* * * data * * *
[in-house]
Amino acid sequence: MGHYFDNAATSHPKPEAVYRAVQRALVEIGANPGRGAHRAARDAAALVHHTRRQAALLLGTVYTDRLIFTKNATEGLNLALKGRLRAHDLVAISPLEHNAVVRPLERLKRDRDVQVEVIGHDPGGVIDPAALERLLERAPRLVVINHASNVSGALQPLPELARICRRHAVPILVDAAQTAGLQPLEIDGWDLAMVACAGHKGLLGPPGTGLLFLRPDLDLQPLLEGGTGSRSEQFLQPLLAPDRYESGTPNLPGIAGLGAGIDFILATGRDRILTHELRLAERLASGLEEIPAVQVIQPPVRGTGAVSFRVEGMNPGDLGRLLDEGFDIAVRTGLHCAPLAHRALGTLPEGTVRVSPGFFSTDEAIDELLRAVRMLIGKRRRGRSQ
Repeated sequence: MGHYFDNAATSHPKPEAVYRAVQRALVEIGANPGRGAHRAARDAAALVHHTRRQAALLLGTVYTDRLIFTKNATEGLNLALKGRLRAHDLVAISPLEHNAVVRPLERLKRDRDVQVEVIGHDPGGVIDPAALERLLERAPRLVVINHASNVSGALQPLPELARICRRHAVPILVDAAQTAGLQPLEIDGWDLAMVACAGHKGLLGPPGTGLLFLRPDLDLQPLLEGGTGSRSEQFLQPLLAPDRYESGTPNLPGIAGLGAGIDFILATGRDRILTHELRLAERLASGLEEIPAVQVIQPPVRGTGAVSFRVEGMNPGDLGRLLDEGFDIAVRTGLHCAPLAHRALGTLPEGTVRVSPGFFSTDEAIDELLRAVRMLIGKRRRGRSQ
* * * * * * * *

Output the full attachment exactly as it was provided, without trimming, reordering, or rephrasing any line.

[in-house]
Amino acid sequence: MGHYFDNAATSHPKPEAVYRAVQRALVEIGANPGRGAHRAARDAAALVHHTRRQAALLLGTVYTDRLIFTKNATEGLNLALKGRLRAHDLVAISPLEHNAVVRPLERLKRDRDVQVEVIGHDPGGVIDPAALERLLERAPRLVVINHASNVSGALQPLPELARICRRHAVPILVDAAQTAGLQPLEIDGWDLAMVACAGHKGLLGPPGTGLLFLRPDLDLQPLLEGGTGSRSEQFLQPLLAPDRYESGTPNLPGIAGLGAGIDFILATGRDRILTHELRLAERLASGLEEIPAVQVIQPPVRGTGAVSFRVEGMNPGDLGRLLDEGFDIAVRTGLHCAPLAHRALGTLPEGTVRVSPGFFSTDEAIDELLRAVRMLIGKRRRGRSQ
Repeated sequence: MGHYFDNAATSHPKPEAVYRAVQRALVEIGANPGRGAHRAARDAAALVHHTRRQAALLLGTVYTDRLIFTKNATEGLNLALKGRLRAHDLVAISPLEHNAVVRPLERLKRDRDVQVEVIGHDPGGVIDPAALERLLERAPRLVVINHASNVSGALQPLPELARICRRHAVPILVDAAQTAGLQPLEIDGWDLAMVACAGHKGLLGPPGTGLLFLRPDLDLQPLLEGGTGSRSEQFLQPLLAPDRYESGTPNLPGIAGLGAGIDFILATGRDRILTHELRLAERLASGLEEIPAVQVIQPPVRGTGAVSFRVEGMNPGDLGRLLDEGFDIAVRTGLHCAPLAHRALGTLPEGTVRVSPGFFSTDEAIDELLRAVRMLIGKRRRGRSQ